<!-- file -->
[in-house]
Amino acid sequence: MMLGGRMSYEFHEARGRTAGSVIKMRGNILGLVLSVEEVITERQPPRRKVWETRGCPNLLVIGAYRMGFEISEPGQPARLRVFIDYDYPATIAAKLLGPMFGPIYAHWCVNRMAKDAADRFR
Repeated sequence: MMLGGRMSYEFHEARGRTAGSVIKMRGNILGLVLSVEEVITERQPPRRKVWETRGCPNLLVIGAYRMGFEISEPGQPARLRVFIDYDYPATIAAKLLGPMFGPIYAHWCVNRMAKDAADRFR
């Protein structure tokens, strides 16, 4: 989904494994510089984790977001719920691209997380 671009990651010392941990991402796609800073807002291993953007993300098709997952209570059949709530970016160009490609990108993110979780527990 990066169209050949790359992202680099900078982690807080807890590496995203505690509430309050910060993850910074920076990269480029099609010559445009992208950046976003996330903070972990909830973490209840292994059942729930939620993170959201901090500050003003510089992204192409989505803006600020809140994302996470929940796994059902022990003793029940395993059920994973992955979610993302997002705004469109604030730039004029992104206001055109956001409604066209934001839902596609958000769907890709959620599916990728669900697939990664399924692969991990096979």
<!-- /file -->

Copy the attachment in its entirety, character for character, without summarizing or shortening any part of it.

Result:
[in-house]
Amino acid sequence: MMLGGRMSYEFHEARGRTAGSVIKMRGNILGLVLSVEEVITERQPPRRKVWETRGCPNLLVIGAYRMGFEISEPGQPARLRVFIDYDYPATIAAKLLGPMFGPIYAHWCVNRMAKDAADRFR
Repeated sequence: MMLGGRMSYEFHEARGRTAGSVIKMRGNILGLVLSVEEVITERQPPRRKVWETRGCPNLLVIGAYRMGFEISEPGQPARLRVFIDYDYPATIAAKLLGPMFGPIYAHWCVNRMAKDAADRFR
């Protein structure tokens, strides 16, 4: 989904494994510089984790977001719920691209997380 671009990651010392941990991402796609800073807002291993953007993300098709997952209570059949709530970016160009490609990108993110979780527990 990066169209050949790359992202680099900078982690807080807890590496995203505690509430309050910060993850910074920076990269480029099609010559445009992208950046976003996330903070972990909830973490209840292994059942729930939620993170959201901090500050003003510089992204192409989505803006600020809140994302996470929940796994059902022990003793029940395993059920994973992955979610993302997002705004469109604030730039004029992104206001055109956001409604066209934001839902596609958000769907890709959620599916990728669900697939990664399924692969991990096979």